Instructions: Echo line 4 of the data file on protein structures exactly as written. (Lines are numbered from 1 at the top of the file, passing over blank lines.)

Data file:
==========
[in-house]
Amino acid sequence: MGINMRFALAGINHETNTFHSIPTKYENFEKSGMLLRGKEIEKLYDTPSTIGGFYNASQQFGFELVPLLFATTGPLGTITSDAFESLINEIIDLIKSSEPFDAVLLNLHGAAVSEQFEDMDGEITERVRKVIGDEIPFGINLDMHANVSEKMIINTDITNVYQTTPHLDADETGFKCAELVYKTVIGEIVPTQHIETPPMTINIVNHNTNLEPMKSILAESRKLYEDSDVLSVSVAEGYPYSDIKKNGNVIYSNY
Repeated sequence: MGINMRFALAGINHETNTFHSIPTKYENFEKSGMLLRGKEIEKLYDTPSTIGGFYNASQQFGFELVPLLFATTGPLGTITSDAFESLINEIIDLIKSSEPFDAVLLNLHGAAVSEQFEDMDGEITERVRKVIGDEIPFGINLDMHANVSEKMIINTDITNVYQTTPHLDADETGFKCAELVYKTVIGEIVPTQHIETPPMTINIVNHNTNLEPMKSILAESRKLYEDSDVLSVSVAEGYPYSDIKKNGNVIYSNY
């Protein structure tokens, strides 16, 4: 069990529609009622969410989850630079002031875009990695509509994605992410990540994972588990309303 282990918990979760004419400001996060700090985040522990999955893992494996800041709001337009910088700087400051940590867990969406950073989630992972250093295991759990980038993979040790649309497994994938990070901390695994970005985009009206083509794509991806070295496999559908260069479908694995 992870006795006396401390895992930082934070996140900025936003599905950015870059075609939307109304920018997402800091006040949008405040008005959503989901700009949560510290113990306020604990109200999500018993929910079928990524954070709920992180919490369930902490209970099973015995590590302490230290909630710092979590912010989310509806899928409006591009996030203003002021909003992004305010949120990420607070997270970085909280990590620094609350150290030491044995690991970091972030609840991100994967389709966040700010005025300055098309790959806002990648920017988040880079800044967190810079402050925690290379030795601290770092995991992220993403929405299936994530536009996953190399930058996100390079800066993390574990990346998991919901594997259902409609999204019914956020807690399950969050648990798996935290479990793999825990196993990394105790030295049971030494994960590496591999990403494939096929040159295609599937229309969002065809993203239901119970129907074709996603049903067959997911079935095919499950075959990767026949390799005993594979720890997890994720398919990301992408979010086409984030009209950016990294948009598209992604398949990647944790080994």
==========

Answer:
């Protein structure tokens, strides 16, 4: 069990529609009622969410989850630079002031875009990695509509994605992410990540994972588990309303 282990918990979760004419400001996060700090985040522990999955893992494996800041709001337009910088700087400051940590867990969406950073989630992972250093295991759990980038993979040790649309497994994938990070901390695994970005985009009206083509794509991806070295496999559908260069479908694995 992870006795006396401390895992930082934070996140900025936003599905950015870059075609939307109304920018997402800091006040949008405040008005959503989901700009949560510290113990306020604990109200999500018993929910079928990524954070709920992180919490369930902490209970099973015995590590302490230290909630710092979590912010989310509806899928409006591009996030203003002021909003992004305010949120990420607070997270970085909280990590620094609350150290030491044995690991970091972030609840991100994967389709966040700010005025300055098309790959806002990648920017988040880079800044967190810079402050925690290379030795601290770092995991992220993403929405299936994530536009996953190399930058996100390079800066993390574990990346998991919901594997259902409609999204019914956020807690399950969050648990798996935290479990793999825990196993990394105790030295049971030494994960590496591999990403494939096929040159295609599937229309969002065809993203239901119970129907074709996603049903067959997911079935095919499950075959990767026949390799005993594979720890997890994720398919990301992408979010086409984030009209950016990294948009598209992604398949990647944790080994």